Most of the travel DeBry handles is overseas, which she says was a surprise to her. “When I first started I thought I would be doing mostly these really luxurious vacations for people and their pets; it’s not really like that,” she says. Instead, the company does a lot of work with government workers and people in the Foreign Service who travel internationally on a regular basis.
At one time, many countries including the United States mandated extensive quarantine periods for animals traveling overseas to prevent the spread of certain diseases. Today, those rules have been relaxed considerably and animals that are current on their vaccinations often do not have to be quarantined, DeBry says. “If you plan in advance and you prepare correctly you can have an automatic release, but you have to jump through all of the hoops.”
Puppy Travel charges clients based on the services provided. DeBry says for a typical client transporting one pet overseas, the cost is roughly $300, which includes consult, paperwork and all arrangements.
DeBry says when it comes to making pet travel arrangements with the airline industry success depends on the carrier, the destination and, perhaps most importantly, who’s on the other end of the phone. She says she has good working relationships with reservationists at many of the carriers and knows to always get a name and double check all information.
Putting their pets in the underbelly of a jet is a frightening prospect to most people, DeBry says. She tries to alleviate their fears. “The truth is the compartment is pressurized and completely temperature controlled.” One of the most common questions DeBry gets is whether there are any airlines that allow pets in the passenger cabin. She says the answer is no. Unless the pet can fit in a secured carry bag that can be placed in front of the passenger’s seat and is under 15 pounds, it must be placed below in the cargo hold.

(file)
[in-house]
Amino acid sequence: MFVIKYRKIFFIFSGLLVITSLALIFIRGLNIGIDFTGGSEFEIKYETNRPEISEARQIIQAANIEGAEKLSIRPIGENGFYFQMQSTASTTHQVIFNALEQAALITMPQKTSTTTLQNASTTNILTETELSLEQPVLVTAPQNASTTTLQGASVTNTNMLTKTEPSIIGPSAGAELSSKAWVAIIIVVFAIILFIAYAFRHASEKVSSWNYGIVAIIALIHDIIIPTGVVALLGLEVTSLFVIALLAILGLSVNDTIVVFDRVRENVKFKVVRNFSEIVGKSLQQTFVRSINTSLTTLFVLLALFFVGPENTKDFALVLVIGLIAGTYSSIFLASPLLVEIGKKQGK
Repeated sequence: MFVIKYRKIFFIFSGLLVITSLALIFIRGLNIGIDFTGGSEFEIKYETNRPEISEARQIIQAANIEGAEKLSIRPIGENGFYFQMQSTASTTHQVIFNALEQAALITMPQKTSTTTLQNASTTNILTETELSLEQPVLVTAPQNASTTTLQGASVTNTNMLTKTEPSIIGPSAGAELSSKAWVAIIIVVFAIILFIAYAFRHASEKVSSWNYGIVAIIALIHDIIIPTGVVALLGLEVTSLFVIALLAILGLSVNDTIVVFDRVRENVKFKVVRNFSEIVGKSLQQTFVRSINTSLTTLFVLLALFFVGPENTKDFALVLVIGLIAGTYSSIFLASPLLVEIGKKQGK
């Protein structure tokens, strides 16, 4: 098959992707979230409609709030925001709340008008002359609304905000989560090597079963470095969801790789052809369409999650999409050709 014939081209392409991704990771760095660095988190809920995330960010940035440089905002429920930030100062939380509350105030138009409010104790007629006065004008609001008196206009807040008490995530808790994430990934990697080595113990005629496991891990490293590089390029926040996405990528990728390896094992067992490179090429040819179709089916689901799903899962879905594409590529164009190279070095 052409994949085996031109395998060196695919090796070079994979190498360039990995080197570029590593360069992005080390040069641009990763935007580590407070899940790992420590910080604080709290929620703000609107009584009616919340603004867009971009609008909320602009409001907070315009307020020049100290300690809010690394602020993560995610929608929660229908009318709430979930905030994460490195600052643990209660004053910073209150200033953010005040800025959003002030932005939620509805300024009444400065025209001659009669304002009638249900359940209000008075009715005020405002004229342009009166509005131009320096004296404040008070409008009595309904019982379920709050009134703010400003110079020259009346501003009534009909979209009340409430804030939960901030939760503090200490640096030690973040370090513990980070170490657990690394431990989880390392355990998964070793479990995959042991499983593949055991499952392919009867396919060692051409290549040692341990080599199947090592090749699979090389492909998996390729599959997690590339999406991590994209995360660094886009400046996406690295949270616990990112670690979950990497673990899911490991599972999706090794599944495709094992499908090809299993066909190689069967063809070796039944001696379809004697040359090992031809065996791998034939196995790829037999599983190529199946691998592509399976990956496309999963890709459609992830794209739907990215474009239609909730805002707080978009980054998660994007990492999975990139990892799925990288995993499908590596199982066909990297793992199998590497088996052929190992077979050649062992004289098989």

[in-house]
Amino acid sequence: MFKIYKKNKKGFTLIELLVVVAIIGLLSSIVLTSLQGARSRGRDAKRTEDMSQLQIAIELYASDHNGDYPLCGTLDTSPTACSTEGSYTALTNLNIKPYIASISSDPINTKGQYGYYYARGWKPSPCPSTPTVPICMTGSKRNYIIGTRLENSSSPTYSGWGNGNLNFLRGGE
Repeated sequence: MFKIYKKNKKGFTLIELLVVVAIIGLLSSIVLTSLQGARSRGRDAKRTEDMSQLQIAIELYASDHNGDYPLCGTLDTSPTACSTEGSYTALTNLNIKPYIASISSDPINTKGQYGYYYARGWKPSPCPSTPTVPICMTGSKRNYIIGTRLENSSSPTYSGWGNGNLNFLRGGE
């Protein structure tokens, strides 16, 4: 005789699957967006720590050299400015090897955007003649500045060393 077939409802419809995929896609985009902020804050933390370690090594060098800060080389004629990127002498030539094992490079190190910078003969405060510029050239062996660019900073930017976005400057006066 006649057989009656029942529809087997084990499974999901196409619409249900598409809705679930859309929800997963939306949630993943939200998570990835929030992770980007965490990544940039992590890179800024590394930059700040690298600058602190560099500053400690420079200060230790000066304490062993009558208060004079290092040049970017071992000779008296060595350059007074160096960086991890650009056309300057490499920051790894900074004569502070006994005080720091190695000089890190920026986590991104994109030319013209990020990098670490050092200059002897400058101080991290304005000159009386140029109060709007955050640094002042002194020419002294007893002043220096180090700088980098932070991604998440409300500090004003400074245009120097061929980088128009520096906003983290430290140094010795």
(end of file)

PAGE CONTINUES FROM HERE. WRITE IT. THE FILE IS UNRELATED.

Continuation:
At the time of the interview for this story, DeBry was working with the father of a U.S. soldier stationed in Afghanistan. The solider had befriended a dog and was trying to get the dog back to his family in the United States. However, DeBry was uncertain about the safety of the airlines servicing the Kabul airport and was trying to determine if she could find someone to collect the dog at another point overseas. “It’s always something different and unusual — a new story every day. My husband tells me I should write a book.”
Getting a call from a client who says the trip went off well is big for DeBry. A lot of times people are just so happy to be at their destination they don’t bother to contact her unless there’s a problem. “It just means so much to me to know that everything turned out okay,” she says.
If you’re traveling with your pet remember these things:
• Keep the animal up to date on all vaccinations. If the animal is not current on vaccines, a lengthy quarantine process may hamper travel international.
• If you’re traveling with your animal, once you board the plane do not be afraid to ask if your pet has been placed on board. Oftentimes an attendant will go down and check personally.
• Make sure the carrier you are using is airline acceptable. An airline will refuse to board the animal if the carrier does not meet certain criteria. Call the airline ahead of time to learn about their conditions.
• Avoid sedating your pet during travel. The mixture of sedatives and an unknown environment can cause the pets undue stress.
For more information on pet travel, visit www.puppytravel.com or www.pettravel.com